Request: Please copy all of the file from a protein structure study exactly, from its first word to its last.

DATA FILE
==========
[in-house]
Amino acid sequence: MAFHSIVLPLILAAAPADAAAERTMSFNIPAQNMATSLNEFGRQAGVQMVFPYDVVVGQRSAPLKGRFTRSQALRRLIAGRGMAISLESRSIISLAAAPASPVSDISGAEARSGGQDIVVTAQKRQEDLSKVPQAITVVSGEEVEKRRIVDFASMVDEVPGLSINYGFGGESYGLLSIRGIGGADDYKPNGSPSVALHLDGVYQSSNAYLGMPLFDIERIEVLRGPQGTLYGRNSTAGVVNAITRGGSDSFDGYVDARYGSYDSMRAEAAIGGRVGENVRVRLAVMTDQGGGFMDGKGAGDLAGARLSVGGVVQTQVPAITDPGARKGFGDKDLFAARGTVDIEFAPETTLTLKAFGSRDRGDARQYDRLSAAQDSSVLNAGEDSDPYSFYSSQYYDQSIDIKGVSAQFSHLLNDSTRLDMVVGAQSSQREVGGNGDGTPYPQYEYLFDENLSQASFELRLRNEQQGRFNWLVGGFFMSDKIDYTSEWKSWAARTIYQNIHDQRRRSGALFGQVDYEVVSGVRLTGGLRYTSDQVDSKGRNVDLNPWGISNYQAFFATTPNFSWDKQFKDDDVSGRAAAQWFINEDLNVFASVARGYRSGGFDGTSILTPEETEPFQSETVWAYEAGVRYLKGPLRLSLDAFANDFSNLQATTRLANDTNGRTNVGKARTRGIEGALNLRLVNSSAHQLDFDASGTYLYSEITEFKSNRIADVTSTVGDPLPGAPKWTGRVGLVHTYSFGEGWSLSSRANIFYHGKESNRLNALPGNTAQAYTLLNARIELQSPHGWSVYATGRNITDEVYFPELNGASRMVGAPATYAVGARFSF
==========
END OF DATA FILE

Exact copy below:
[in-house]
Amino acid sequence: MAFHSIVLPLILAAAPADAAAERTMSFNIPAQNMATSLNEFGRQAGVQMVFPYDVVVGQRSAPLKGRFTRSQALRRLIAGRGMAISLESRSIISLAAAPASPVSDISGAEARSGGQDIVVTAQKRQEDLSKVPQAITVVSGEEVEKRRIVDFASMVDEVPGLSINYGFGGESYGLLSIRGIGGADDYKPNGSPSVALHLDGVYQSSNAYLGMPLFDIERIEVLRGPQGTLYGRNSTAGVVNAITRGGSDSFDGYVDARYGSYDSMRAEAAIGGRVGENVRVRLAVMTDQGGGFMDGKGAGDLAGARLSVGGVVQTQVPAITDPGARKGFGDKDLFAARGTVDIEFAPETTLTLKAFGSRDRGDARQYDRLSAAQDSSVLNAGEDSDPYSFYSSQYYDQSIDIKGVSAQFSHLLNDSTRLDMVVGAQSSQREVGGNGDGTPYPQYEYLFDENLSQASFELRLRNEQQGRFNWLVGGFFMSDKIDYTSEWKSWAARTIYQNIHDQRRRSGALFGQVDYEVVSGVRLTGGLRYTSDQVDSKGRNVDLNPWGISNYQAFFATTPNFSWDKQFKDDDVSGRAAAQWFINEDLNVFASVARGYRSGGFDGTSILTPEETEPFQSETVWAYEAGVRYLKGPLRLSLDAFANDFSNLQATTRLANDTNGRTNVGKARTRGIEGALNLRLVNSSAHQLDFDASGTYLYSEITEFKSNRIADVTSTVGDPLPGAPKWTGRVGLVHTYSFGEGWSLSSRANIFYHGKESNRLNALPGNTAQAYTLLNARIELQSPHGWSVYATGRNITDEVYFPELNGASRMVGAPATYAVGARFSF